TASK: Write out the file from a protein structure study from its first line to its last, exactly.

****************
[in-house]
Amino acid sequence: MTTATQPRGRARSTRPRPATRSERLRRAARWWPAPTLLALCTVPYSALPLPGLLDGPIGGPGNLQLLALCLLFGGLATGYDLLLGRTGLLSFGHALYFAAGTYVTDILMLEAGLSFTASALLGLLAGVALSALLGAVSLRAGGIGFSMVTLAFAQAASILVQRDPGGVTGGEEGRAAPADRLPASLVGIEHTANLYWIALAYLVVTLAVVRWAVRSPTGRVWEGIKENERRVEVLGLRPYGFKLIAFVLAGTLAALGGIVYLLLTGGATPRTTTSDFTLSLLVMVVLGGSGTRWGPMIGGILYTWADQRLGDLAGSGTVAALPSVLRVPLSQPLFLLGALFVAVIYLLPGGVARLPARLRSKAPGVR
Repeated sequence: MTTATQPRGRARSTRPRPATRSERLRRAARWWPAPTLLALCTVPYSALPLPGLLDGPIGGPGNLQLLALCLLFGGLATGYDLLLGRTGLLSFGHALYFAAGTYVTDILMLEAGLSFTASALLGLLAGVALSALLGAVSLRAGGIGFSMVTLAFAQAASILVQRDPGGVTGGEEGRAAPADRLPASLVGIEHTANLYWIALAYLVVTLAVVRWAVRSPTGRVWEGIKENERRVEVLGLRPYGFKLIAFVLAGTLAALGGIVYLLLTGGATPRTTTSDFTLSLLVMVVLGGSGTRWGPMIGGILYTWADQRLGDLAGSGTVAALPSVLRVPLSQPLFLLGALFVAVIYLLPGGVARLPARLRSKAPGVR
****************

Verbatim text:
[in-house]
Amino acid sequence: MTTATQPRGRARSTRPRPATRSERLRRAARWWPAPTLLALCTVPYSALPLPGLLDGPIGGPGNLQLLALCLLFGGLATGYDLLLGRTGLLSFGHALYFAAGTYVTDILMLEAGLSFTASALLGLLAGVALSALLGAVSLRAGGIGFSMVTLAFAQAASILVQRDPGGVTGGEEGRAAPADRLPASLVGIEHTANLYWIALAYLVVTLAVVRWAVRSPTGRVWEGIKENERRVEVLGLRPYGFKLIAFVLAGTLAALGGIVYLLLTGGATPRTTTSDFTLSLLVMVVLGGSGTRWGPMIGGILYTWADQRLGDLAGSGTVAALPSVLRVPLSQPLFLLGALFVAVIYLLPGGVARLPARLRSKAPGVR
Repeated sequence: MTTATQPRGRARSTRPRPATRSERLRRAARWWPAPTLLALCTVPYSALPLPGLLDGPIGGPGNLQLLALCLLFGGLATGYDLLLGRTGLLSFGHALYFAAGTYVTDILMLEAGLSFTASALLGLLAGVALSALLGAVSLRAGGIGFSMVTLAFAQAASILVQRDPGGVTGGEEGRAAPADRLPASLVGIEHTANLYWIALAYLVVTLAVVRWAVRSPTGRVWEGIKENERRVEVLGLRPYGFKLIAFVLAGTLAALGGIVYLLLTGGATPRTTTSDFTLSLLVMVVLGGSGTRWGPMIGGILYTWADQRLGDLAGSGTVAALPSVLRVPLSQPLFLLGALFVAVIYLLPGGVARLPARLRSKAPGVR